Governance and Politics of China, Second Edition (Comparative Government and Politics)

Governance and Politics of China, Second Edition (Comparative Government and Politics)

Language: English

Pages: 408

ISBN: 1403921849

Format: PDF / Kindle (mobi) / ePub

Over the past 20 years change in China has been breathtaking. Reform has affected every facet of life and has left no policy and institution untouched. Now available in a substantially revised second edition covering the changes of the Sixteenth Party Congress and Tenth National People's Congress and other recent developments this major text by a leading academic authority, who has also lived and worked in China, provides a thorough introduction to all aspects of politics and governance in post-Mao China.

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the NPC to increase their resources and to accord them the same kind of privileges that have been given to the coastal areas. This the centre consistently refused to allow until the mid-1990s when the leadership became more worried about regional inequality as a source of instability. Even with the 1994 reforms that were designed to guarantee Beijing’s revenues, it is clearly the case that richer provinces turn over far less of their surplus to the centre than previously. The concentration of FDI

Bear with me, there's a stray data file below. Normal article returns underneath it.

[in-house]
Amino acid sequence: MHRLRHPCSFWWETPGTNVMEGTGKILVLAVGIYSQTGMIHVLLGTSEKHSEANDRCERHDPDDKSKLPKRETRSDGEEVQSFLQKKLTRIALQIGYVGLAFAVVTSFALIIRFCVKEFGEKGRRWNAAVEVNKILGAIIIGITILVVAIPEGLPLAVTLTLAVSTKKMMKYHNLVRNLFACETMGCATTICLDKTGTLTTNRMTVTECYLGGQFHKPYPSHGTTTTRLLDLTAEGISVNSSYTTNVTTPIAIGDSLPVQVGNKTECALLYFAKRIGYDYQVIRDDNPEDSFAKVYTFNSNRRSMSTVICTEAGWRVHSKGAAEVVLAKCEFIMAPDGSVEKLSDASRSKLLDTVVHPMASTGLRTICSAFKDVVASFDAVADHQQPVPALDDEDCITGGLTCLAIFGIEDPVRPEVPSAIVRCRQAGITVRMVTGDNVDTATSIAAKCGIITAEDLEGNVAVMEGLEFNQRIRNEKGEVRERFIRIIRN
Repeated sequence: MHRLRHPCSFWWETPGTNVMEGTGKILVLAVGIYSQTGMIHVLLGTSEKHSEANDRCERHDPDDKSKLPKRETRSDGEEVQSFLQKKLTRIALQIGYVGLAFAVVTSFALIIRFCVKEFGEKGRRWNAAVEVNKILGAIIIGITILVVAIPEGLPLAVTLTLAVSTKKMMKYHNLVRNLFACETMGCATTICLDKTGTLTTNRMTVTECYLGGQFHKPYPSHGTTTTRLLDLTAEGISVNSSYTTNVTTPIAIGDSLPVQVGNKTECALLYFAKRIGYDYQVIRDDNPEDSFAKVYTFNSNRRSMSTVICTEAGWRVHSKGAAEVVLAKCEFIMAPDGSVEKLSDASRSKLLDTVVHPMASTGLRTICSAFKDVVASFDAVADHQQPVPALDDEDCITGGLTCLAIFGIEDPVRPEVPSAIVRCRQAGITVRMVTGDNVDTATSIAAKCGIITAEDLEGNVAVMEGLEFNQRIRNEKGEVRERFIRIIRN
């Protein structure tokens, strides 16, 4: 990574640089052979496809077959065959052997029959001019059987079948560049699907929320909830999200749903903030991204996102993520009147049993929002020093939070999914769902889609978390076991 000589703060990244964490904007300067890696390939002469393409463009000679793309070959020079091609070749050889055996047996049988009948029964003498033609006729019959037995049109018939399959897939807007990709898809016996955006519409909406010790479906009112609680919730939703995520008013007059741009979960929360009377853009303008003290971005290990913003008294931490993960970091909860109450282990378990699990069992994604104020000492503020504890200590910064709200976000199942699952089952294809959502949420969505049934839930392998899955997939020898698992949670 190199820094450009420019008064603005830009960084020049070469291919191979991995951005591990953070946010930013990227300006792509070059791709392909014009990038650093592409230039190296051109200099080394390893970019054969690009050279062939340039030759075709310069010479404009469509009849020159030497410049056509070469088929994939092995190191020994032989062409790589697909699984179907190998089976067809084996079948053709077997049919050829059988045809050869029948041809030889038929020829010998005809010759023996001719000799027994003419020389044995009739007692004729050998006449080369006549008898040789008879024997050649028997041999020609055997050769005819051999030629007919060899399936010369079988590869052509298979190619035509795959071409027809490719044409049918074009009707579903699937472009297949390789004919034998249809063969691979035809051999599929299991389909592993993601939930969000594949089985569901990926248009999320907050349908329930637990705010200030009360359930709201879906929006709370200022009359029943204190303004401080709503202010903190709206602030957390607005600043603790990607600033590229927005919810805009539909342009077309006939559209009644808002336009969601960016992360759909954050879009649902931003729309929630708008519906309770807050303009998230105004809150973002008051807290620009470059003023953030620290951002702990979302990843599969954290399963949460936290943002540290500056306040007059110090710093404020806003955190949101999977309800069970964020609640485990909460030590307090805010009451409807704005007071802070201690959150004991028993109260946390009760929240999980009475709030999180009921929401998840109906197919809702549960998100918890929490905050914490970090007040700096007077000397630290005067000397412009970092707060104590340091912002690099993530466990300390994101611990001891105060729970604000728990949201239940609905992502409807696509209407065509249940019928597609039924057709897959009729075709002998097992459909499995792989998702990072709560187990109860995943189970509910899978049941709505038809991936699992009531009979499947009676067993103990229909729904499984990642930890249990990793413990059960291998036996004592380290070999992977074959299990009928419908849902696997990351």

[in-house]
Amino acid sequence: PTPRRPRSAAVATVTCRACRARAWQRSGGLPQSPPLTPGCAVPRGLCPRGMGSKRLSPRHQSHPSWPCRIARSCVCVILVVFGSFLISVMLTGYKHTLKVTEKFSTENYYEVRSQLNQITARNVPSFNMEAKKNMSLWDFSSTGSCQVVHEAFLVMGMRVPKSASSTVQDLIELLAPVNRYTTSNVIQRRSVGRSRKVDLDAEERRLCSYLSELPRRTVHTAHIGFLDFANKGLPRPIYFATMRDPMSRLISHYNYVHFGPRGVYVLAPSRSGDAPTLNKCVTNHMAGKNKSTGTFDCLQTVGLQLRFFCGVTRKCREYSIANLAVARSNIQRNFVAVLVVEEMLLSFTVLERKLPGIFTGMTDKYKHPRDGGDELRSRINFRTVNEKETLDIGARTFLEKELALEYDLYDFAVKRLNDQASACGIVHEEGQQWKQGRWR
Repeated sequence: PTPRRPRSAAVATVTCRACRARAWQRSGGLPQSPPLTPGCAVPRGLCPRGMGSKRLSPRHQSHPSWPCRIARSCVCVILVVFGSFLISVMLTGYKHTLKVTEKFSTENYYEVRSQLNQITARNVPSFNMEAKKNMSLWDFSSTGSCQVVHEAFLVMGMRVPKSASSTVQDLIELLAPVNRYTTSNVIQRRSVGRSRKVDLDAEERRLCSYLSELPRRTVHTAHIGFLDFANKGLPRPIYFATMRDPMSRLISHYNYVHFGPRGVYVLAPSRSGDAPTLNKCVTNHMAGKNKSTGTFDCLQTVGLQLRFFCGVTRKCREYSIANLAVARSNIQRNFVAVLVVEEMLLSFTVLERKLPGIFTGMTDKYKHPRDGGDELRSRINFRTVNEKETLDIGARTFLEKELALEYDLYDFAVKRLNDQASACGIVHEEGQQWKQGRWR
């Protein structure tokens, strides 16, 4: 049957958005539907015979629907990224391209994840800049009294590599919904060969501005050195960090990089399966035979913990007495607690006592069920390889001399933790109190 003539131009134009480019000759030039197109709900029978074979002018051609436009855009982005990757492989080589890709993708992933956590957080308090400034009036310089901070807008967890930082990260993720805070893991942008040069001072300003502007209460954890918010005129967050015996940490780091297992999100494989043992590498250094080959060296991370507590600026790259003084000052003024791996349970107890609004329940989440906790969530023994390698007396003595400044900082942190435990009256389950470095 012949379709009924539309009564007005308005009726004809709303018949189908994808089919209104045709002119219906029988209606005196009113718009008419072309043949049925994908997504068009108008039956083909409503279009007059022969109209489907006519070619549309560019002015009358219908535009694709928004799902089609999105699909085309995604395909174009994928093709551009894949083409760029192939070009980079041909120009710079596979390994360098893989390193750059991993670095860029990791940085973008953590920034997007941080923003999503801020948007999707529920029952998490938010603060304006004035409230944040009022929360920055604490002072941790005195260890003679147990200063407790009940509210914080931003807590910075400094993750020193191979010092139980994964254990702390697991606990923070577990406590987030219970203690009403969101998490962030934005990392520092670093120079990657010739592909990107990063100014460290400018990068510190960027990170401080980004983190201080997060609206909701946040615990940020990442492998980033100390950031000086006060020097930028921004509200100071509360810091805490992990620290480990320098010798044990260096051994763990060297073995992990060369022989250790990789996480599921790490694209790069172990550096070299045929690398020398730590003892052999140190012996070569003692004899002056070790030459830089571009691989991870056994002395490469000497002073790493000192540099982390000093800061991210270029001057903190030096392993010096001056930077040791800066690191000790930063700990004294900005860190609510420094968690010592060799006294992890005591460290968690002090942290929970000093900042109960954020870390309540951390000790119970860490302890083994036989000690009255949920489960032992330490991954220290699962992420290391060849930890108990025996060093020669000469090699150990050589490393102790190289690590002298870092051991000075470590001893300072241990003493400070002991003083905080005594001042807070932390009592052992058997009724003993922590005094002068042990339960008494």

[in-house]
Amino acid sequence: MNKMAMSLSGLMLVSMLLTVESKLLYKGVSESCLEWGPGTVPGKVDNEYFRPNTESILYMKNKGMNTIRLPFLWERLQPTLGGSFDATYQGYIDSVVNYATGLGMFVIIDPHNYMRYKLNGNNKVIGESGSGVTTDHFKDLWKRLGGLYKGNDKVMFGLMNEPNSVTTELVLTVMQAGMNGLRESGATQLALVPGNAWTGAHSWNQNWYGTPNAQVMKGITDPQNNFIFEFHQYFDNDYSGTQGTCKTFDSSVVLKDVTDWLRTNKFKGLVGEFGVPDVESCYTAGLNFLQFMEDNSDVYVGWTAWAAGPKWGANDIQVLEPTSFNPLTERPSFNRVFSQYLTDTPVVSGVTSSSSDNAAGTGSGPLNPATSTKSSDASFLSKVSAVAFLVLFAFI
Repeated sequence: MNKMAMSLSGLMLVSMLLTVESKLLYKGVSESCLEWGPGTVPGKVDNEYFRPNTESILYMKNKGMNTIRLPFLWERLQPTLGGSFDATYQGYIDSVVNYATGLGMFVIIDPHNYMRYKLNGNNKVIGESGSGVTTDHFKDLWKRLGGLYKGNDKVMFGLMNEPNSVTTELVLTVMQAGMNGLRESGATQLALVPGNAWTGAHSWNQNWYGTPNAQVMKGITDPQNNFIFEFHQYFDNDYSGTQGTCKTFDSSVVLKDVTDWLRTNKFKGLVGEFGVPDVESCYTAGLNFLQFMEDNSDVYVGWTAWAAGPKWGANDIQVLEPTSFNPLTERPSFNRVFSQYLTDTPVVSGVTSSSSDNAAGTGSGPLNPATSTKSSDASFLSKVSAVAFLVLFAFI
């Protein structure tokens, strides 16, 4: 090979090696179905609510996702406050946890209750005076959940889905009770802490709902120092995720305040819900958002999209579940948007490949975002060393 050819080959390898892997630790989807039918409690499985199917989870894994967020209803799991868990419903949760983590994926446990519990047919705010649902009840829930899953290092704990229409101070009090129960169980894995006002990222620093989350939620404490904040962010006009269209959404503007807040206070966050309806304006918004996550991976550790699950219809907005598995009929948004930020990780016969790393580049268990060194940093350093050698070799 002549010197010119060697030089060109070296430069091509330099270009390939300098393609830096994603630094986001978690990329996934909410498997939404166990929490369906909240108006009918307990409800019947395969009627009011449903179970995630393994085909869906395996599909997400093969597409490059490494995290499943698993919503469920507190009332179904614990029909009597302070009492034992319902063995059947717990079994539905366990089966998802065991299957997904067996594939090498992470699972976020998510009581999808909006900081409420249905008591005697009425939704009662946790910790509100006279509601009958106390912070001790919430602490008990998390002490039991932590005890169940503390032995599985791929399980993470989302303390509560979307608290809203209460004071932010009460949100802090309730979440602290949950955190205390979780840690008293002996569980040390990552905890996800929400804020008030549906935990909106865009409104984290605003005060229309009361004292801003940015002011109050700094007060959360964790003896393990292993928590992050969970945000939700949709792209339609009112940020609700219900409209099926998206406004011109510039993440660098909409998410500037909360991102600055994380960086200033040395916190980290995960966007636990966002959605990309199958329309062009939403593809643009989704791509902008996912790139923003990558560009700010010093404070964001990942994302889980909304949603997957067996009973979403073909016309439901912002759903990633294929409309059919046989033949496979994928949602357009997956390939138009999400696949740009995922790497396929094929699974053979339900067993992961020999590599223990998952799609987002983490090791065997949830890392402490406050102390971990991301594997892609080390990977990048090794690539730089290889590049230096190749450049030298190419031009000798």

control the provinces and there is considerable evidence that the localities can also devise irrational development plans. The fiscal inequalities have also led to enormous variation in the provision of public goods and services. The main systemic incentive at the present time is for local governments to stress revenue mobilization at the expense of Governance Beyond the Centre 171 other distributional and growth objectives (Park et al., 1996, p. 752). As Park and his colleagues (p. 751) have

market economy’ while the phrase of ‘Chinese-style socialism’ has been used to cover a multitude of policies that are difficult to describe as conventionally socialist. While Chinese society has become less ideological and even more pluralistic, CCP ideology sets limits on how far reform can go. Party leadership has retained its commitment throughout the reform period to socialism however much the definition of its content may have changed. The reforms have not been intended to introduce either

Decision’, further radicalizing the political atmosphere 1967 February, ‘Revolutionary rebels’ announce the establishment of the Shanghai commune; Mao rejects it 1969 March, Soviet and Chinese forces clash along the Ussuri River April, Ninth Party Congress marks the return to top-down rebuilding of party and state 1970 August, Second Plenum of the Ninth CC reveals leadership divisions and subsequently Chen Boda is purged as a ‘sham Marxist’ 1971 September, Lin Biao’s plane crashes in Mongolia

This stand-off was resolved only with the purge of Lin Biao and five other members of the Politburo in 1971 (see Teiwes and Sun, 1996; Jin, 1999). The purge brought to the fore divisions in the PLA between the regional commanders and the leaders of the centrally directed units, and between those who favoured a professional, military role for the PLA and those who favoured a more political role. Powerful regional commanders in the Politburo did not rally to Lin’s side, not only because it was

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